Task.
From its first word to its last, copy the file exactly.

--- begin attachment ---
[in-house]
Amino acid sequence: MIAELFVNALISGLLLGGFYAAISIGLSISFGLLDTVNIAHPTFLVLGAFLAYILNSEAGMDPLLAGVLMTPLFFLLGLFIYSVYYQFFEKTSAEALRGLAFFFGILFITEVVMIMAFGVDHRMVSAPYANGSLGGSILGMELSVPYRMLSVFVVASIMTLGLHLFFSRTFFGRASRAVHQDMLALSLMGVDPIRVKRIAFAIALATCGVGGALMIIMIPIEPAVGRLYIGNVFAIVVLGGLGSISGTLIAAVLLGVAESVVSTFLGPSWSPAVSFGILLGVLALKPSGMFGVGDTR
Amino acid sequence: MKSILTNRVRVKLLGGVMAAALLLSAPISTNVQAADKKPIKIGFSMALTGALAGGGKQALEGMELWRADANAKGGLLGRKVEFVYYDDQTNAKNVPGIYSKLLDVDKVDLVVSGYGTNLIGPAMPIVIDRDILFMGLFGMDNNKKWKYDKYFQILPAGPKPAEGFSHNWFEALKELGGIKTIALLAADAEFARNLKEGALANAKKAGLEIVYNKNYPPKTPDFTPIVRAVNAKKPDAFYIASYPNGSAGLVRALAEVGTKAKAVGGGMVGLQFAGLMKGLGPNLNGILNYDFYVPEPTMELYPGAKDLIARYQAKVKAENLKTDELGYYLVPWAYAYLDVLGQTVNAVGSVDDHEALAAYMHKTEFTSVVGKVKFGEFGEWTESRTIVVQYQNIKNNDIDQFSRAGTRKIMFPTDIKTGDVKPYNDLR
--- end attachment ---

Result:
[in-house]
Amino acid sequence: MIAELFVNALISGLLLGGFYAAISIGLSISFGLLDTVNIAHPTFLVLGAFLAYILNSEAGMDPLLAGVLMTPLFFLLGLFIYSVYYQFFEKTSAEALRGLAFFFGILFITEVVMIMAFGVDHRMVSAPYANGSLGGSILGMELSVPYRMLSVFVVASIMTLGLHLFFSRTFFGRASRAVHQDMLALSLMGVDPIRVKRIAFAIALATCGVGGALMIIMIPIEPAVGRLYIGNVFAIVVLGGLGSISGTLIAAVLLGVAESVVSTFLGPSWSPAVSFGILLGVLALKPSGMFGVGDTR
Amino acid sequence: MKSILTNRVRVKLLGGVMAAALLLSAPISTNVQAADKKPIKIGFSMALTGALAGGGKQALEGMELWRADANAKGGLLGRKVEFVYYDDQTNAKNVPGIYSKLLDVDKVDLVVSGYGTNLIGPAMPIVIDRDILFMGLFGMDNNKKWKYDKYFQILPAGPKPAEGFSHNWFEALKELGGIKTIALLAADAEFARNLKEGALANAKKAGLEIVYNKNYPPKTPDFTPIVRAVNAKKPDAFYIASYPNGSAGLVRALAEVGTKAKAVGGGMVGLQFAGLMKGLGPNLNGILNYDFYVPEPTMELYPGAKDLIARYQAKVKAENLKTDELGYYLVPWAYAYLDVLGQTVNAVGSVDDHEALAAYMHKTEFTSVVGKVKFGEFGEWTESRTIVVQYQNIKNNDIDQFSRAGTRKIMFPTDIKTGDVKPYNDLR